7     In January of 1996, Beah's life was about to experience another major change. The boy soldiers watched as four men wearing t-shirts that said "UNICEF" arrived in a truck. Almost as if expected, they were sent to the lieutenant's house. After these men and the lieutenant talked, all the boys were told to line up, and the lieutenant selected a few boys, took away their guns and ammunition, and sent them to the truck. Beah was one of the boys selected, and he felt confused and angry. After hours of traveling, the boys arrived at a center where they were put together with other boys. These other boys were ones who fought for the rebel enemy, the Revolutionary United Front. Together in this center were boys who fought each other. Several rebel boys who were able to keep their bayonets drew them out and attempted to attack the other boys. It was war within the center. Looking back at the situation as an adult, Beah wrote in his 2007 article, "Perhaps the naïve men who had taken us to the center thought that removing us from the war would lessen our hatred for the R.U.F. It hadn't crossed their minds that a change of environment wouldn't immediately make us normal boys; we were dangerous, brainwashed to kill." During this war in the center, six boys were killed. That evening the boys were moved to Benin Home, a rehabilitation center run by an NGO group called Children Associated With the War.
8     Beah found himself being told what to do by civilian men. All the boys found this difficult, and they fought the medical checkups and one-on-one counseling sessions. The drugs given to them by the soldiers were beginning to wear off the boys, and they struggled with cravings. One evening several of the boys even broke into the mini-hospital set up in the home in an attempt to drug themselves. The boys were violent and fought every attempt made to change the harsh brainwashing that had been done to them. Eventually, after a few months, some of the boys started getting through the withdrawal stage, and the violence began to lessen. Once they had time to think about their experiences during war, the boys turned to violence again in order to avoid the difficult images. Beah eventually relearned how to sleep without medicine, but it took several months to do this. His nightmares continued, however. He couldn't reach the memories of his life before the war.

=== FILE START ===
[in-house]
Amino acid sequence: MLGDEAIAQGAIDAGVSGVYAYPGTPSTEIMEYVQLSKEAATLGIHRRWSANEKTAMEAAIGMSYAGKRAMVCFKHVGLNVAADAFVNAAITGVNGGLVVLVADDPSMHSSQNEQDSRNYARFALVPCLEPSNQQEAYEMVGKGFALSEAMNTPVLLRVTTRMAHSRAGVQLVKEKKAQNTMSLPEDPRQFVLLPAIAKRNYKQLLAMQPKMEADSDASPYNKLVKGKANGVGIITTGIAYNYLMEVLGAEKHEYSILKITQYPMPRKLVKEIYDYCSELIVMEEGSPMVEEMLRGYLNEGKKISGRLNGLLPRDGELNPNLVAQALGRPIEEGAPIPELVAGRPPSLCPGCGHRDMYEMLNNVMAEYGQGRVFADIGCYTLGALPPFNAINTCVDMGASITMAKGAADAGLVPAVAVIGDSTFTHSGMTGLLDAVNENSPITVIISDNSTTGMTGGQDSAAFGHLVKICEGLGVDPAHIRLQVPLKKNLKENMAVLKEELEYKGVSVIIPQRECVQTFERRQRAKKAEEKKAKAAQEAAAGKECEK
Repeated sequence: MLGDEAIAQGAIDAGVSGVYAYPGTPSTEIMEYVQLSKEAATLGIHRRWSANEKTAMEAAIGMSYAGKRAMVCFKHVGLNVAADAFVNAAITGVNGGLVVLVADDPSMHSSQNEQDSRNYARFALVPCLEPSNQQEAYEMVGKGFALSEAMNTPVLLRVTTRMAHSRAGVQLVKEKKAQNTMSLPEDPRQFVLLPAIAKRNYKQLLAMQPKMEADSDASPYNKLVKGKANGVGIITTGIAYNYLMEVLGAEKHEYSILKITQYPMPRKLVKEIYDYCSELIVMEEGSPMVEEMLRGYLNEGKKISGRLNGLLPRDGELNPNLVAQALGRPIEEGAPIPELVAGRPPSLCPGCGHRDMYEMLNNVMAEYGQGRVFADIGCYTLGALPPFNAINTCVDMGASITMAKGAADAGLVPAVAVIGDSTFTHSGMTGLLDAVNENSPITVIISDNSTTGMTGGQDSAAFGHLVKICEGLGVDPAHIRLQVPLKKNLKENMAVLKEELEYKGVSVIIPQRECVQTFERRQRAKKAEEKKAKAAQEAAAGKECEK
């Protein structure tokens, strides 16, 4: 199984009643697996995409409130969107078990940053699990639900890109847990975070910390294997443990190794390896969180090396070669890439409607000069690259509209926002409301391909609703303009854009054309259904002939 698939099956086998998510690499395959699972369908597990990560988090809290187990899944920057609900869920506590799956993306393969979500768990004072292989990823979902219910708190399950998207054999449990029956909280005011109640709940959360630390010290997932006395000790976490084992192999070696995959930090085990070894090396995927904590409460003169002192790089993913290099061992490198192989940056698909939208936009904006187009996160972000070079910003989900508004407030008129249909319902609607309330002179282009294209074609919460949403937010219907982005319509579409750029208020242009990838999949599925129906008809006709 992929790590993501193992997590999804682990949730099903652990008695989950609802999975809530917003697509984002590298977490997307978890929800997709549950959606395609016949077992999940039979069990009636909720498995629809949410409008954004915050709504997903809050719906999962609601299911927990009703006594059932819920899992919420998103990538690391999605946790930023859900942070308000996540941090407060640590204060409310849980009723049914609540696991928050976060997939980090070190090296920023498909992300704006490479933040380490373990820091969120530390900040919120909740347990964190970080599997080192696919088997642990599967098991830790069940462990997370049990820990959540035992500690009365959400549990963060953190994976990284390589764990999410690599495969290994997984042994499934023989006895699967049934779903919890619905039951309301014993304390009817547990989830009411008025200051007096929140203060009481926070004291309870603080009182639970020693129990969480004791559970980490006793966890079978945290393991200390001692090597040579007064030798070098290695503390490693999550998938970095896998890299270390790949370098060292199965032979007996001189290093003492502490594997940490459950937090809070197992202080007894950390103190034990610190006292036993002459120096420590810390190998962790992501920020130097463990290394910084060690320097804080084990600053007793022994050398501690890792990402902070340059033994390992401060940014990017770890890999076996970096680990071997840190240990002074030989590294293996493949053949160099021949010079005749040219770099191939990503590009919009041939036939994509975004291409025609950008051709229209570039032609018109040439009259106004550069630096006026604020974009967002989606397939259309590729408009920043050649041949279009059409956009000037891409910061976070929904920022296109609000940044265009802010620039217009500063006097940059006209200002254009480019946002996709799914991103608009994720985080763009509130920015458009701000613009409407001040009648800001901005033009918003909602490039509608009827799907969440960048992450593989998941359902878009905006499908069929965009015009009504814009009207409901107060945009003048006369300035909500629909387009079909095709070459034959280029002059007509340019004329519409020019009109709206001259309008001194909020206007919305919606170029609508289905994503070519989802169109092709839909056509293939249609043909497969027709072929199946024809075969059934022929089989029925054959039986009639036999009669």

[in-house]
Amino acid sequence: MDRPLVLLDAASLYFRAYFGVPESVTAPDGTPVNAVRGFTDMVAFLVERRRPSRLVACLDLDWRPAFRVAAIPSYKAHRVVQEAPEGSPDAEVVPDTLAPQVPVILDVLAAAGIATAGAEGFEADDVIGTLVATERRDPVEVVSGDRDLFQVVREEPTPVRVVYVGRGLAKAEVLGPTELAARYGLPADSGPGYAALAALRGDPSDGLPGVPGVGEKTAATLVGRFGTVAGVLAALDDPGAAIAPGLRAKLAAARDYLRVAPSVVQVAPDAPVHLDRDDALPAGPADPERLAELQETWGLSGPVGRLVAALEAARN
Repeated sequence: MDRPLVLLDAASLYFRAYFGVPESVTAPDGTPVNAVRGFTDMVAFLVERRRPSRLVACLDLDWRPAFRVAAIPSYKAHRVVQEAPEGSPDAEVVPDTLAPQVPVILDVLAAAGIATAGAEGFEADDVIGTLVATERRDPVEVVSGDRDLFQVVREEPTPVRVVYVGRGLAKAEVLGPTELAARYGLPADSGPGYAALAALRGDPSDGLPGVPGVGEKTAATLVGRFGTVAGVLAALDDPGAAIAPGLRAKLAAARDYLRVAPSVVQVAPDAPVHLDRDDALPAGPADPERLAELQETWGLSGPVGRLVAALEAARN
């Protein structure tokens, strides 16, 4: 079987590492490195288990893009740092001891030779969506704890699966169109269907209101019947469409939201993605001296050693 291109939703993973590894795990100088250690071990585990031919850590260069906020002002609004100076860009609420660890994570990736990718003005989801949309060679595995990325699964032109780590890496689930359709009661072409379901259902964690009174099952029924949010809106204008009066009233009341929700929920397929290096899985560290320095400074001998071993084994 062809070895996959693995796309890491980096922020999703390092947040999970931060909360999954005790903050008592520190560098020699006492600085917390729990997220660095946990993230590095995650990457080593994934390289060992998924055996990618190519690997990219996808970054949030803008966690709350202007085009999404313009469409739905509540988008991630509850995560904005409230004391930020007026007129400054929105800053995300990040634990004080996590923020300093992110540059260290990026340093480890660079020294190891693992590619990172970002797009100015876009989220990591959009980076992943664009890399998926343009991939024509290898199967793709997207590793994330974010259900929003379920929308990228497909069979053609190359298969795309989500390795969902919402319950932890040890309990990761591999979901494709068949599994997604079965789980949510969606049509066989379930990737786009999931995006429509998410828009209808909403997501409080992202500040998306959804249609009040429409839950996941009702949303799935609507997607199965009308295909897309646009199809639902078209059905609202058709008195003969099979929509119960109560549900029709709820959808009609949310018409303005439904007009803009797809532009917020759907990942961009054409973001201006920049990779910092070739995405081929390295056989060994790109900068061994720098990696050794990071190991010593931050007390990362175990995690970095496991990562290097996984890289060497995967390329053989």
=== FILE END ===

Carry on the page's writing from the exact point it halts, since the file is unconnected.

9     Beah eventually shared the truth about his experiences to Ester, a nurse at the mini-hospital, when she questioned the multiple wounds on his legs, bullet wounds he received during an enemy ambush. According to Beah, "I told her the whole story not because I really wanted to but because I thought that if I told her some of the truth of my war years, she would be afraid of me and would cease asking questions." Beah was told by the nurse as well as the other staff members that what happened wasn't his fault. He was only a child. Eventually most of the boys at the center found someone they could trust.

Paragraphs 10 to 16: